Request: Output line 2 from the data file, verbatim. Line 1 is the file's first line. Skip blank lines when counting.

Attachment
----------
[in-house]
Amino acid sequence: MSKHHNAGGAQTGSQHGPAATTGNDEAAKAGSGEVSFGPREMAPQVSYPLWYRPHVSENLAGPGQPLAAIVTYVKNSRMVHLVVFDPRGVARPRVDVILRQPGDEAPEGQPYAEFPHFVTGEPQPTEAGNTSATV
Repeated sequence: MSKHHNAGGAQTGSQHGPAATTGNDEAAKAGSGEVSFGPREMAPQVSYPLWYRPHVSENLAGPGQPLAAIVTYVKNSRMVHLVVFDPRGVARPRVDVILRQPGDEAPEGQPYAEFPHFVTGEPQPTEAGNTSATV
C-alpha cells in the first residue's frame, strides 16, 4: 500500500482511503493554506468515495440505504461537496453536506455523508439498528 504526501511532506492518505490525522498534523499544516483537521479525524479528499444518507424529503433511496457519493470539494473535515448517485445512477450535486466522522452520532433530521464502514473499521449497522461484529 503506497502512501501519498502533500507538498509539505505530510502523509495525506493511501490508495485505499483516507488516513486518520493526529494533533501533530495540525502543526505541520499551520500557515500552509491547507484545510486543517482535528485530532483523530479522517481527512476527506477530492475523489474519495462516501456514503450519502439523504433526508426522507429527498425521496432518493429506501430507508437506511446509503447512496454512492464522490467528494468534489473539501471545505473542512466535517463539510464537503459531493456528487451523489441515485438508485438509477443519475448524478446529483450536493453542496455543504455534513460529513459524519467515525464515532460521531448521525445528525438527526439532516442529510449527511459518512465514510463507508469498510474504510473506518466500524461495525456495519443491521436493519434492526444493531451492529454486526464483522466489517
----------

Amino acid sequence: MSKHHNAGGAQTGSQHGPAATTGNDEAAKAGSGEVSFGPREMAPQVSYPLWYRPHVSENLAGPGQPLAAIVTYVKNSRMVHLVVFDPRGVARPRVDVILRQPGDEAPEGQPYAEFPHFVTGEPQPTEAGNTSATV